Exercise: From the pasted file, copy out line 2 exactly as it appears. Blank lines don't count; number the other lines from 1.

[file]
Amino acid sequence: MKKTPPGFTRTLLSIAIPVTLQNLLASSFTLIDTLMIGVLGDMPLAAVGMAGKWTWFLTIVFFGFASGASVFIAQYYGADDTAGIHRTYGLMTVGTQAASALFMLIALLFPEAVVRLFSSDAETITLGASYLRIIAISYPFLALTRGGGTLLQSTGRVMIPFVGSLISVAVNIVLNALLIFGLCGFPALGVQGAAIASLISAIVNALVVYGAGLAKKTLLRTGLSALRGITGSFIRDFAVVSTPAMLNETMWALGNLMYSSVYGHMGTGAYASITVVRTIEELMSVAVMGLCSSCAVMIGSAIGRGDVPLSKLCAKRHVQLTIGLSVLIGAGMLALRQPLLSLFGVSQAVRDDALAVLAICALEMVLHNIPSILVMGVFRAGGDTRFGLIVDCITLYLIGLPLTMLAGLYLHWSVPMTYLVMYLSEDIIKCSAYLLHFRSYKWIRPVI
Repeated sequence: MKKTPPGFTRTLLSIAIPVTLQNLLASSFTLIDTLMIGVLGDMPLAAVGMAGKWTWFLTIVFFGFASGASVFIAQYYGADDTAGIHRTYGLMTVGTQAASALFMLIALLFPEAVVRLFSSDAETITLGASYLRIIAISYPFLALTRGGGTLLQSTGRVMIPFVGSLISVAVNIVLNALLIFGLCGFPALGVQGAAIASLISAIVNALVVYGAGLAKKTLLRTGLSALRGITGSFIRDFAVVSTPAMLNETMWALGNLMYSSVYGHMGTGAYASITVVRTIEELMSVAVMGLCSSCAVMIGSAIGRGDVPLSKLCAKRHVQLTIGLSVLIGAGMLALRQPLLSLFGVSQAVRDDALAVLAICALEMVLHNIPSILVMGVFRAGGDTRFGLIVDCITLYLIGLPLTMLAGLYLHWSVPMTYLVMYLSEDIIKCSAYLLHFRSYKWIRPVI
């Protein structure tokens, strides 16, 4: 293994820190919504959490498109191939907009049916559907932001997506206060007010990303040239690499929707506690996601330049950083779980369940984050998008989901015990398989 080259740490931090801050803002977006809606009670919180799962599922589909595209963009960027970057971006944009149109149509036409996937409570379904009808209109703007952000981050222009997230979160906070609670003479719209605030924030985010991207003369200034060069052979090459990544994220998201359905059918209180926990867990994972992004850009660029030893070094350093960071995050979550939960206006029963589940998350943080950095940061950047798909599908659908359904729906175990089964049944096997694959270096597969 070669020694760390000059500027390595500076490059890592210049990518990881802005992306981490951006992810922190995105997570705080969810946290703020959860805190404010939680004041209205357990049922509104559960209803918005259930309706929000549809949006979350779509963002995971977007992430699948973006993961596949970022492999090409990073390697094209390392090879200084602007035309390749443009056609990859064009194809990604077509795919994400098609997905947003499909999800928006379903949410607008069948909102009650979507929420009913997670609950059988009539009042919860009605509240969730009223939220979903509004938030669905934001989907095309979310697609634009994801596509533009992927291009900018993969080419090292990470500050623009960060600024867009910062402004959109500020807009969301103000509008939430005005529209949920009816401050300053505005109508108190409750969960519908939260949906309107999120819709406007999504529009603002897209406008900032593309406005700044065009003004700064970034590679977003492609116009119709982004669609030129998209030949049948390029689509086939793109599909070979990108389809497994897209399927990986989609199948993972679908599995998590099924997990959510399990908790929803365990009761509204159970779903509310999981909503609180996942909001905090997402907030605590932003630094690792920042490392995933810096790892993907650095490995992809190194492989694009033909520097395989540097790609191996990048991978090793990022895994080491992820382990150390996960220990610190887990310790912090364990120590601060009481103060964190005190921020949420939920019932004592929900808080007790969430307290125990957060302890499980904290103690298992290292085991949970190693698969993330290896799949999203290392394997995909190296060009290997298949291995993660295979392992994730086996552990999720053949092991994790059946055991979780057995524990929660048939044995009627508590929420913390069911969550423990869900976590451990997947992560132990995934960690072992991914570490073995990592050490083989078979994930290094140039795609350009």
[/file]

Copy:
Repeated sequence: MKKTPPGFTRTLLSIAIPVTLQNLLASSFTLIDTLMIGVLGDMPLAAVGMAGKWTWFLTIVFFGFASGASVFIAQYYGADDTAGIHRTYGLMTVGTQAASALFMLIALLFPEAVVRLFSSDAETITLGASYLRIIAISYPFLALTRGGGTLLQSTGRVMIPFVGSLISVAVNIVLNALLIFGLCGFPALGVQGAAIASLISAIVNALVVYGAGLAKKTLLRTGLSALRGITGSFIRDFAVVSTPAMLNETMWALGNLMYSSVYGHMGTGAYASITVVRTIEELMSVAVMGLCSSCAVMIGSAIGRGDVPLSKLCAKRHVQLTIGLSVLIGAGMLALRQPLLSLFGVSQAVRDDALAVLAICALEMVLHNIPSILVMGVFRAGGDTRFGLIVDCITLYLIGLPLTMLAGLYLHWSVPMTYLVMYLSEDIIKCSAYLLHFRSYKWIRPVI